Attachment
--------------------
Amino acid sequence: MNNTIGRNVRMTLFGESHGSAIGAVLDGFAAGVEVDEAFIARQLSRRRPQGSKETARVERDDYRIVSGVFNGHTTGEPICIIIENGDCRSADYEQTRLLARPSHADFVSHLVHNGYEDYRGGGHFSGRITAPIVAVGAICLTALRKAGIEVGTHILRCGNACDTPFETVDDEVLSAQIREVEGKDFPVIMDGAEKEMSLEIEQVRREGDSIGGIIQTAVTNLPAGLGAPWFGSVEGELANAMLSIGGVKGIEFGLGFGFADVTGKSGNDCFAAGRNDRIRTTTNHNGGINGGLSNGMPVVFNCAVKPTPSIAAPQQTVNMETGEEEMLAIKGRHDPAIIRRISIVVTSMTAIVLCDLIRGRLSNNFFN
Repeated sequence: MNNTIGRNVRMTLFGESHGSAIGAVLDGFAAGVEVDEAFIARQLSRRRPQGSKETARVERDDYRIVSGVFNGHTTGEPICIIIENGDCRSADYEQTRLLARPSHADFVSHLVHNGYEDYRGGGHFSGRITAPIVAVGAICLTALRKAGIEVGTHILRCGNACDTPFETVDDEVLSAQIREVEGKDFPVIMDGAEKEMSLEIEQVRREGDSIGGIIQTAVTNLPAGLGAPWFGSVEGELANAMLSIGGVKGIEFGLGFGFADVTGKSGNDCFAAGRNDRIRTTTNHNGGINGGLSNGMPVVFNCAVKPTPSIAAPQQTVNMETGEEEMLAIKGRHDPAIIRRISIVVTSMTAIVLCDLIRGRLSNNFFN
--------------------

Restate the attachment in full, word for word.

Amino acid sequence: MNNTIGRNVRMTLFGESHGSAIGAVLDGFAAGVEVDEAFIARQLSRRRPQGSKETARVERDDYRIVSGVFNGHTTGEPICIIIENGDCRSADYEQTRLLARPSHADFVSHLVHNGYEDYRGGGHFSGRITAPIVAVGAICLTALRKAGIEVGTHILRCGNACDTPFETVDDEVLSAQIREVEGKDFPVIMDGAEKEMSLEIEQVRREGDSIGGIIQTAVTNLPAGLGAPWFGSVEGELANAMLSIGGVKGIEFGLGFGFADVTGKSGNDCFAAGRNDRIRTTTNHNGGINGGLSNGMPVVFNCAVKPTPSIAAPQQTVNMETGEEEMLAIKGRHDPAIIRRISIVVTSMTAIVLCDLIRGRLSNNFFN
Repeated sequence: MNNTIGRNVRMTLFGESHGSAIGAVLDGFAAGVEVDEAFIARQLSRRRPQGSKETARVERDDYRIVSGVFNGHTTGEPICIIIENGDCRSADYEQTRLLARPSHADFVSHLVHNGYEDYRGGGHFSGRITAPIVAVGAICLTALRKAGIEVGTHILRCGNACDTPFETVDDEVLSAQIREVEGKDFPVIMDGAEKEMSLEIEQVRREGDSIGGIIQTAVTNLPAGLGAPWFGSVEGELANAMLSIGGVKGIEFGLGFGFADVTGKSGNDCFAAGRNDRIRTTTNHNGGINGGLSNGMPVVFNCAVKPTPSIAAPQQTVNMETGEEEMLAIKGRHDPAIIRRISIVVTSMTAIVLCDLIRGRLSNNFFN